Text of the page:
|RAFI M. KHAN,
(D.C. No. 00-M-1031)
We review the grant of summary judgment de novo, applying the same standard as the district court. Wark v. United States, 269 F.3d 1185, 1187 (10th Cir. 2001). "Summary judgment is proper if the movant shows 'there is no genuine issue as to any material fact and that the moving party is entitled to a judgment as a matter of law.'" Whitesel v. Sengenberger, 222 F.3d 861, 867 (10th Cir. 2000) (quoting Fed. R. Civ. P. 56(c)). "When applying this standard, we view the evidence and draw reasonable inferences therefrom in the light most favorable to the nonmoving party." Simms v. Oklahoma ex rel. Dep't of Mental Health & Substance Abuse Servs., 165 F.3d 1321, 1326 (10th Cir.), cert. denied, 528 U.S. 815 (1999).
Mr. Khan is a financial services and investor relations consultant. New Frontier is a corporation involved in the distribution of adult entertainment. Mr. Weiner was the executive vice president of New Frontier during the time period relevant to this suit. In April 1998, New Frontier entered into a contract with Cohig and Associates, a financial consulting company. Cohig agreed to provide New Frontier with financial consulting services in exchange for warrants to purchase shares of common stock in New Frontier. Cohig then entered into a separate agreement with Mr. Khan, under which Mr. Khan agreed to perform the financial services Cohig was obliged to provide under its contract with New Frontier in return for a percentage of the New Frontier warrants issued to Cohig. Shortly after the performance period expired, both Mr. Khan and Cohig made efforts to collect the warrants allegedly due under the New Frontier-Cohig contract. Contending that no services had been rendered, New Frontier maintained no warrants were due and refused to issue them.
New Frontier sought a declaratory judgment in Colorado state court in September 1999 regarding its contractual obligations to Cohig and Mr. Khan. The state court entered a default judgment against Mr. Khan in June 2000, declaring that New Frontier was not obligated to pay him any compensation. In February 2001, upon stipulation of New Frontier and Cohig, the state court entered judgment declaring that "no warrants, options or other common stock [were] to be paid" under the New Frontier-Cohig contract. Aplt. App. at 62.
A week after New Frontier filed its action in Colorado, Mr. Khan filed this suit against New Frontier in the Central District of California. His amended complaint alleged violations of federal securities law and three state-law claims, including one labeled breach of contract. It asserted federal jurisdiction for the federal securities claims under 28 U.S.C. § 1331, and supplemental jurisdiction for the state law claims. New Frontier moved to dismiss, contending the complaint failed to state a federal securities claim and that in the absence of any federal claims, there was no supplemental jurisdiction supporting the state law claims. Mr. Khan responded that all the elements of diversity jurisdiction were present even without his federal claim, and he sought to amend the complaint to allege subject matter jurisdiction based on diversity. He also sought leave to amend to "set forth such additional facts as may be appropriate," and to re-label his breach of contract claim as one for tortious interference with contract.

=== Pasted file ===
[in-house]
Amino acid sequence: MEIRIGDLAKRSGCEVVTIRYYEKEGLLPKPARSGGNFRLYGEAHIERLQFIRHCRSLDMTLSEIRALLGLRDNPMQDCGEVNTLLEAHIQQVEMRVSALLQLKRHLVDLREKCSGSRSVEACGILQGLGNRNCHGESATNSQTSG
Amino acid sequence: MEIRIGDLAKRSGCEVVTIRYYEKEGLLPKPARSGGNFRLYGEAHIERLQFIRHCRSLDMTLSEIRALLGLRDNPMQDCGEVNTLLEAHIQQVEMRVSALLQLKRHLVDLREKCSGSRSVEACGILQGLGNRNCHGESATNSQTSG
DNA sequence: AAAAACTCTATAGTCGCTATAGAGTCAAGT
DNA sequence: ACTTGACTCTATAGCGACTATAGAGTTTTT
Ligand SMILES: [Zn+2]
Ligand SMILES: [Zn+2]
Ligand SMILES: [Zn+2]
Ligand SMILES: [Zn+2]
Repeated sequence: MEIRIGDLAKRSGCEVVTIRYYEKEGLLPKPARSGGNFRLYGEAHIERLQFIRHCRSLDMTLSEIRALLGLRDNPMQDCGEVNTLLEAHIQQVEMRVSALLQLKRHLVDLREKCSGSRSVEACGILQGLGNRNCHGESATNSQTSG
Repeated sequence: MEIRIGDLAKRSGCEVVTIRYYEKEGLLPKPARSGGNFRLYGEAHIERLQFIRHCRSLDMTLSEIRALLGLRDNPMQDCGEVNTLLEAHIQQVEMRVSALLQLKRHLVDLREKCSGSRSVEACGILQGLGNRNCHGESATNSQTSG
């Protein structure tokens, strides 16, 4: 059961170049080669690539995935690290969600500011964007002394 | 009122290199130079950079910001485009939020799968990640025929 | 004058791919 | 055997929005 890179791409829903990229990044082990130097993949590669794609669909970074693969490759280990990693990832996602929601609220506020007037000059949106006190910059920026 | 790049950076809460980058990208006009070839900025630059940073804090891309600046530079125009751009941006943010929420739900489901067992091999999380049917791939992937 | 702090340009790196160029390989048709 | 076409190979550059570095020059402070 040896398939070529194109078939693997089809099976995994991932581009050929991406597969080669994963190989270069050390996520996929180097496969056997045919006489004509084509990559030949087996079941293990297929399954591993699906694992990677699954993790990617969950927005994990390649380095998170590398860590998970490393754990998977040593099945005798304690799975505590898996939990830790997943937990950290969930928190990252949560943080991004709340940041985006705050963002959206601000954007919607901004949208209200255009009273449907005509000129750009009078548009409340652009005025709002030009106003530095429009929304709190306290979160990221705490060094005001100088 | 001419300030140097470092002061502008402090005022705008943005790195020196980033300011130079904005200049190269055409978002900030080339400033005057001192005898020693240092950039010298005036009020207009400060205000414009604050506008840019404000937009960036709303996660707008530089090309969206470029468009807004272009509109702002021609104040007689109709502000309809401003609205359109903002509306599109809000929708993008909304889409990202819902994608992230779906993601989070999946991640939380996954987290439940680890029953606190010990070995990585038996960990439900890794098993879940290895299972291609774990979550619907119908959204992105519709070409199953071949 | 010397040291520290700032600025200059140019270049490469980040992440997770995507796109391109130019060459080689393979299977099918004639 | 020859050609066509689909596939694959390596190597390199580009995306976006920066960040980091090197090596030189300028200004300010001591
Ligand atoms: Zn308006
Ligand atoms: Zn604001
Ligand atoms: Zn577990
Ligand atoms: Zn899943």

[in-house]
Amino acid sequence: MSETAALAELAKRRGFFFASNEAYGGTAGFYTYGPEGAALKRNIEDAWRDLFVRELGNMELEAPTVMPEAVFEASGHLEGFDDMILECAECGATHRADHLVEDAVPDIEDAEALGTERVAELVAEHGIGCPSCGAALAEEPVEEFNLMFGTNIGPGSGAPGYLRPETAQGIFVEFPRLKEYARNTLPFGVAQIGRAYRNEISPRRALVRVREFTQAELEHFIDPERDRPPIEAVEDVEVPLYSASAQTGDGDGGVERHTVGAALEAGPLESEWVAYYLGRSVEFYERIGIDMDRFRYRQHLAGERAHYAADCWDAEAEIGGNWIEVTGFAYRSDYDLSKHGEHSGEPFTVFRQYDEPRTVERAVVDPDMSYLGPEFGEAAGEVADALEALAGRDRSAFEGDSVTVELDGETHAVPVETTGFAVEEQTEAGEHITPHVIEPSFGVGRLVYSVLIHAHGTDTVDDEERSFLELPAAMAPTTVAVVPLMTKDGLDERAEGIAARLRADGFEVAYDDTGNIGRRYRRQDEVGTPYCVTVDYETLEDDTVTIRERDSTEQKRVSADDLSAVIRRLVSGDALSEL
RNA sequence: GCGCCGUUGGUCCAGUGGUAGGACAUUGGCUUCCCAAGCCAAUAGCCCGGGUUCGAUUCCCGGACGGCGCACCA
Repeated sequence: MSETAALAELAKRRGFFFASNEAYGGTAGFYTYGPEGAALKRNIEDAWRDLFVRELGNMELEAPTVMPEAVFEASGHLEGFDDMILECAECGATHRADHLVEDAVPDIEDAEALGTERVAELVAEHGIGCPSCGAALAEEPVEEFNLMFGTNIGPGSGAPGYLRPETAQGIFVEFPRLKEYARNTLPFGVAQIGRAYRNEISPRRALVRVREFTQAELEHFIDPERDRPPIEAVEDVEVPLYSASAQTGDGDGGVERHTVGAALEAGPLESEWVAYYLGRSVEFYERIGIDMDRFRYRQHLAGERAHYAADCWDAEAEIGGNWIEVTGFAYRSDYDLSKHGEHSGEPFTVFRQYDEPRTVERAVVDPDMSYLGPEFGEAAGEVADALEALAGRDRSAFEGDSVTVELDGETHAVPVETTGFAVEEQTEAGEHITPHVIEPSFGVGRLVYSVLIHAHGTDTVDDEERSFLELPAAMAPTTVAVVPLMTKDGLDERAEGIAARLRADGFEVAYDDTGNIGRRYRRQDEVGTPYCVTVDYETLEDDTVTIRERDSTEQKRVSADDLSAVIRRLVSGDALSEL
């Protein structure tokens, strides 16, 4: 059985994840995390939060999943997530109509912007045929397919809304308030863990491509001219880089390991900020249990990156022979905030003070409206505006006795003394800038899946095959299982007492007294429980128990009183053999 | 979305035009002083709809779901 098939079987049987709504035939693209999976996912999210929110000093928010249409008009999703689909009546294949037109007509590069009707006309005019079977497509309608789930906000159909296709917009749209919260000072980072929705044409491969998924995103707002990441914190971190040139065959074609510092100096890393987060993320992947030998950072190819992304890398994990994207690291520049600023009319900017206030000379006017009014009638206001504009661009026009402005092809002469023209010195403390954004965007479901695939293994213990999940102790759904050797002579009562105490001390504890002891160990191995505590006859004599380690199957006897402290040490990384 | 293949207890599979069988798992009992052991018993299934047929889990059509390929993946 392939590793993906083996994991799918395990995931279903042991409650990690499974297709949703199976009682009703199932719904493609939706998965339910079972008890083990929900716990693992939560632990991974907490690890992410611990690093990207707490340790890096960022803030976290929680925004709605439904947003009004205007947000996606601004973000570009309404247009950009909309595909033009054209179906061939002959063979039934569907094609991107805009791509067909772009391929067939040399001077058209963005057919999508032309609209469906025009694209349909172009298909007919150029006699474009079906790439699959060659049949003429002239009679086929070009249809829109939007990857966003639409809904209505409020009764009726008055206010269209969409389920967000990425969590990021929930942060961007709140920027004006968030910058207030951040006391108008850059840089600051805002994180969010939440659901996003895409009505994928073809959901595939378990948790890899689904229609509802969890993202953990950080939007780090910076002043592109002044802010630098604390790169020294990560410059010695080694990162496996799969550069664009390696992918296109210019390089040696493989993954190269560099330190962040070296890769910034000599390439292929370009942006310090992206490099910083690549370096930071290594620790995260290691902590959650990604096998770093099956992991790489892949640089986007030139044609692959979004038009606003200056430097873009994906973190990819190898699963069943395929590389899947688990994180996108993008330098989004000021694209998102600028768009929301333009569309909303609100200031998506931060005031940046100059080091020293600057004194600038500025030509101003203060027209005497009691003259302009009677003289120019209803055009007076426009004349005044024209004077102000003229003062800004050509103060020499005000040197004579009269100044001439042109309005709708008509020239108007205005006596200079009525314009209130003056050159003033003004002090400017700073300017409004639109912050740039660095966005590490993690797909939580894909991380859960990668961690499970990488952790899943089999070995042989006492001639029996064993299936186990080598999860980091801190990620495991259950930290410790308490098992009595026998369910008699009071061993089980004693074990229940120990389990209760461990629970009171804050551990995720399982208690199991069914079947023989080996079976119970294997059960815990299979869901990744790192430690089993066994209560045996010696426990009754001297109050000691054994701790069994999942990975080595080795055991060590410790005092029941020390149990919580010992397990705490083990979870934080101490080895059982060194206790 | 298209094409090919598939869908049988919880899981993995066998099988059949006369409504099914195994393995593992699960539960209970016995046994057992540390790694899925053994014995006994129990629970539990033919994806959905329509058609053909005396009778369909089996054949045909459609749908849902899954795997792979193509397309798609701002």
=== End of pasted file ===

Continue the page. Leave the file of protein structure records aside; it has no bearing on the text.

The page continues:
The district court granted the motion to dismiss and denied Mr. Khan leave to amend. Mr. Khan moved for reconsideration. The district court held another hearing and granted Mr. Khan's motion, allowing him to plead diversity as a jurisdictional basis and to proceed with his re-labeled tortious interference claim. The court left in place the dismissal of the other claims and granted New Frontier's motion to transfer venue to the District of Colorado.
After the transfer, New Frontier moved for summary judgment on the sole remaining claim of tortious interference contending that (1) the Colorado state court default judgment precluded such a claim, (2) Mr. Khan lacked sufficient evidence to create a triable issue, and (3) the California district court had erred in granting relief from its original judgment. The district court granted summary judgment on the basis of preclusion. Mr. Khan now appeals.
We review de novo the district court's determination that the doctrine of res judicata barred the plaintiff's claims. See Fox v. Maulding, 112 F.3d 453, 457 (10th Cir. 1997). Because "[f]ederal courts must give to state court judgments 'the same full faith and credit . . . as they have by law or usage in the courts of such State . . . in which they are taken,'" id. at 456 (quoting 28 U.S.C. § 1738), Colorado law determines the preclusive effect of the state court judgment.
In Colorado, claim preclusion generally applies when there is (1) a final judgment, (2) identity of subject matter, (3) identity of claims for relief, and (4) identity or privity of parties. Cruz v. Benine, 984 P.2d 1173, 1176 (Colo. 1999). Colorado cases hold that a defendant to a declaratory judgment action, as Mr. Khan was here, is not required to assert as a compulsory counterclaim a claim for damages arising out of the relationship at issue in the declaratory judgment action. See Eason v. Bd. of County Comm'rs, 961 P.2d 537, 540 (Colo. Ct. App. 1997). Thus, "[a] declaratory judgment . . . does not constitute an absolute bar to subsequent proceedings where the parties are seeking other remedies, even though based upon claims which could have been asserted in the original action." Atchison v. City of Englewood, 506 P.2d 140, 143 (Colo. 1973).